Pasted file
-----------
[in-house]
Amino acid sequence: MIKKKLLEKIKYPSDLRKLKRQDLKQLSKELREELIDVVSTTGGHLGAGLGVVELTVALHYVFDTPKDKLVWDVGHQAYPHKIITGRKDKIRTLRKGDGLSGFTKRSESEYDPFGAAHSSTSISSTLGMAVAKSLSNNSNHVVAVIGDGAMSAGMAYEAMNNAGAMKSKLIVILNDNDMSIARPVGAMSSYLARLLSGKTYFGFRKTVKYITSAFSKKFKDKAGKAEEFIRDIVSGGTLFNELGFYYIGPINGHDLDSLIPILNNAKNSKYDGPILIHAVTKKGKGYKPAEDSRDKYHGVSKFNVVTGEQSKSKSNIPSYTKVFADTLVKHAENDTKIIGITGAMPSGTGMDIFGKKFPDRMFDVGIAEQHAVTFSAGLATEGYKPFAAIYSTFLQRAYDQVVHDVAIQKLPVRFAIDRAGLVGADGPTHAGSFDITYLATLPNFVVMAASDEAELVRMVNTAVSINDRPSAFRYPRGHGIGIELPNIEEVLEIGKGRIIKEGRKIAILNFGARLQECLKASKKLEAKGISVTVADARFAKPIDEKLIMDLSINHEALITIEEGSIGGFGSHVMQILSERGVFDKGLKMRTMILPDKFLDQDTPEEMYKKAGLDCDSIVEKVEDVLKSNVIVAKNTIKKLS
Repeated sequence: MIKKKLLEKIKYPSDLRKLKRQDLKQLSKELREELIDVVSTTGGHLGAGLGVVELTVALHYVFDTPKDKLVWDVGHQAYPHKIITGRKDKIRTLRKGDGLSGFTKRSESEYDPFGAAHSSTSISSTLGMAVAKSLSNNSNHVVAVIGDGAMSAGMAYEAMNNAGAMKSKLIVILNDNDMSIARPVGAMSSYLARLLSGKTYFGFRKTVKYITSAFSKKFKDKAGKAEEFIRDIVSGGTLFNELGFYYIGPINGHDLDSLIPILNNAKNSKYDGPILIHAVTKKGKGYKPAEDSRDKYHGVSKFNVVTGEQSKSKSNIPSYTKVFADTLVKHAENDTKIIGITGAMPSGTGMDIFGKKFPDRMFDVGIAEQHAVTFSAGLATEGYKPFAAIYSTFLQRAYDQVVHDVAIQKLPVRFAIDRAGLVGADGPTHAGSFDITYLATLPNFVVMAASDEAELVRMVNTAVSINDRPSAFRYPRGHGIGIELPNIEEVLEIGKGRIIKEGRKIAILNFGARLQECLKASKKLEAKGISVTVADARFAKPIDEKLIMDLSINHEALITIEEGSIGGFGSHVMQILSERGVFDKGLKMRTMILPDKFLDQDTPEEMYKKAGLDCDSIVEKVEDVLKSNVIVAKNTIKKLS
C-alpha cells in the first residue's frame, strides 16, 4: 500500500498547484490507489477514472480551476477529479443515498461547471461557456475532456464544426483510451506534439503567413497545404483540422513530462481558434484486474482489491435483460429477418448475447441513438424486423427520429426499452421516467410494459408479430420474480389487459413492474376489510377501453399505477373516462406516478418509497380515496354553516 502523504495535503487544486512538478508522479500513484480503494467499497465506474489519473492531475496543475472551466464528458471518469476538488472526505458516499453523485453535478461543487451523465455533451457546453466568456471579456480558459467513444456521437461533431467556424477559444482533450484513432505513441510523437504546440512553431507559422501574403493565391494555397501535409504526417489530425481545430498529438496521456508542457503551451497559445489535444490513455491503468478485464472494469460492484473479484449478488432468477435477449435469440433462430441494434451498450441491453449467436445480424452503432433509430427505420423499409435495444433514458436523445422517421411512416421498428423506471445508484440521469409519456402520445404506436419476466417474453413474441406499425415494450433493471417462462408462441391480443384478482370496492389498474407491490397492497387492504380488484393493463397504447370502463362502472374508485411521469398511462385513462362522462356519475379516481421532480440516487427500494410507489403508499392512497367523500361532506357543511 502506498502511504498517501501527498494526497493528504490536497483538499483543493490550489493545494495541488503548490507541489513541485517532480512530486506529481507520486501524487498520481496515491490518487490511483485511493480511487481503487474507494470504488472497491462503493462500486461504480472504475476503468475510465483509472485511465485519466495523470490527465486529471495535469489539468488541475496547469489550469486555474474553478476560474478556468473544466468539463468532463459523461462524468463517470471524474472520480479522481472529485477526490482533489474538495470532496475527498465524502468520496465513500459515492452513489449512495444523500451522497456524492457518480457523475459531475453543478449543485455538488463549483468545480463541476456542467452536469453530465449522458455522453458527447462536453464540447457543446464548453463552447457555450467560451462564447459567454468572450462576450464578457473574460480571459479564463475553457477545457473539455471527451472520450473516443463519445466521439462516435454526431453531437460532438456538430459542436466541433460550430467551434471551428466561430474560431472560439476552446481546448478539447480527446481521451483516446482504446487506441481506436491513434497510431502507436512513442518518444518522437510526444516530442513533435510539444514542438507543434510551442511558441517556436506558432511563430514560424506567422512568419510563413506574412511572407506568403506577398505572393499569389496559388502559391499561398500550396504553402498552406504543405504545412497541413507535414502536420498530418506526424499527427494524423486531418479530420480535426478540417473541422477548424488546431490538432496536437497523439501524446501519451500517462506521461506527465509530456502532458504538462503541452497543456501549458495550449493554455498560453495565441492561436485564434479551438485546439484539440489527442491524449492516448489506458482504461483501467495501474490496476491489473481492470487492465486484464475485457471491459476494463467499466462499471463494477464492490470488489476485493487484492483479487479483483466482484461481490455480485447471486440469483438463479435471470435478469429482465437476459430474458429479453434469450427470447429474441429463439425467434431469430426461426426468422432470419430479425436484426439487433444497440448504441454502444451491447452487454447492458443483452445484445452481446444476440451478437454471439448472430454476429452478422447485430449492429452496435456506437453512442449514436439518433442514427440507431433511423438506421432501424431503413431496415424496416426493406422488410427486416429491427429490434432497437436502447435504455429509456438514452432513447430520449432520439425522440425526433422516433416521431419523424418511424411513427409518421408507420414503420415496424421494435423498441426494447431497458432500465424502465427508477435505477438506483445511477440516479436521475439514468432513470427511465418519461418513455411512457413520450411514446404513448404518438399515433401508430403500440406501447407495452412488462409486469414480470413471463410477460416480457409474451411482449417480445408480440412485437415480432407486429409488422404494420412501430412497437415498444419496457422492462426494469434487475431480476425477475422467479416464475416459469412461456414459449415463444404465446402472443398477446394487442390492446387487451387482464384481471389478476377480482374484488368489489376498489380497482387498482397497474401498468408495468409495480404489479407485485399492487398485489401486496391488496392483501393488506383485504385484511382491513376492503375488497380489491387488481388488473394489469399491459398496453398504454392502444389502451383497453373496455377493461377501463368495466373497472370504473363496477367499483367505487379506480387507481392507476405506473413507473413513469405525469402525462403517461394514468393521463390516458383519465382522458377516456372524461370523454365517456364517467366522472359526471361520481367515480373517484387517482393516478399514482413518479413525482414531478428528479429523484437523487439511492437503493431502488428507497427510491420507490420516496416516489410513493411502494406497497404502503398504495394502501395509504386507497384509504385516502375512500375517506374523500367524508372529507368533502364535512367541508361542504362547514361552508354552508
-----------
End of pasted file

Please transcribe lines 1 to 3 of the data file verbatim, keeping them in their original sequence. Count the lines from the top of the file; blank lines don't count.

[in-house]
Amino acid sequence: MIKKKLLEKIKYPSDLRKLKRQDLKQLSKELREELIDVVSTTGGHLGAGLGVVELTVALHYVFDTPKDKLVWDVGHQAYPHKIITGRKDKIRTLRKGDGLSGFTKRSESEYDPFGAAHSSTSISSTLGMAVAKSLSNNSNHVVAVIGDGAMSAGMAYEAMNNAGAMKSKLIVILNDNDMSIARPVGAMSSYLARLLSGKTYFGFRKTVKYITSAFSKKFKDKAGKAEEFIRDIVSGGTLFNELGFYYIGPINGHDLDSLIPILNNAKNSKYDGPILIHAVTKKGKGYKPAEDSRDKYHGVSKFNVVTGEQSKSKSNIPSYTKVFADTLVKHAENDTKIIGITGAMPSGTGMDIFGKKFPDRMFDVGIAEQHAVTFSAGLATEGYKPFAAIYSTFLQRAYDQVVHDVAIQKLPVRFAIDRAGLVGADGPTHAGSFDITYLATLPNFVVMAASDEAELVRMVNTAVSINDRPSAFRYPRGHGIGIELPNIEEVLEIGKGRIIKEGRKIAILNFGARLQECLKASKKLEAKGISVTVADARFAKPIDEKLIMDLSINHEALITIEEGSIGGFGSHVMQILSERGVFDKGLKMRTMILPDKFLDQDTPEEMYKKAGLDCDSIVEKVEDVLKSNVIVAKNTIKKLS
Repeated sequence: MIKKKLLEKIKYPSDLRKLKRQDLKQLSKELREELIDVVSTTGGHLGAGLGVVELTVALHYVFDTPKDKLVWDVGHQAYPHKIITGRKDKIRTLRKGDGLSGFTKRSESEYDPFGAAHSSTSISSTLGMAVAKSLSNNSNHVVAVIGDGAMSAGMAYEAMNNAGAMKSKLIVILNDNDMSIARPVGAMSSYLARLLSGKTYFGFRKTVKYITSAFSKKFKDKAGKAEEFIRDIVSGGTLFNELGFYYIGPINGHDLDSLIPILNNAKNSKYDGPILIHAVTKKGKGYKPAEDSRDKYHGVSKFNVVTGEQSKSKSNIPSYTKVFADTLVKHAENDTKIIGITGAMPSGTGMDIFGKKFPDRMFDVGIAEQHAVTFSAGLATEGYKPFAAIYSTFLQRAYDQVVHDVAIQKLPVRFAIDRAGLVGADGPTHAGSFDITYLATLPNFVVMAASDEAELVRMVNTAVSINDRPSAFRYPRGHGIGIELPNIEEVLEIGKGRIIKEGRKIAILNFGARLQECLKASKKLEAKGISVTVADARFAKPIDEKLIMDLSINHEALITIEEGSIGGFGSHVMQILSERGVFDKGLKMRTMILPDKFLDQDTPEEMYKKAGLDCDSIVEKVEDVLKSNVIVAKNTIKKLS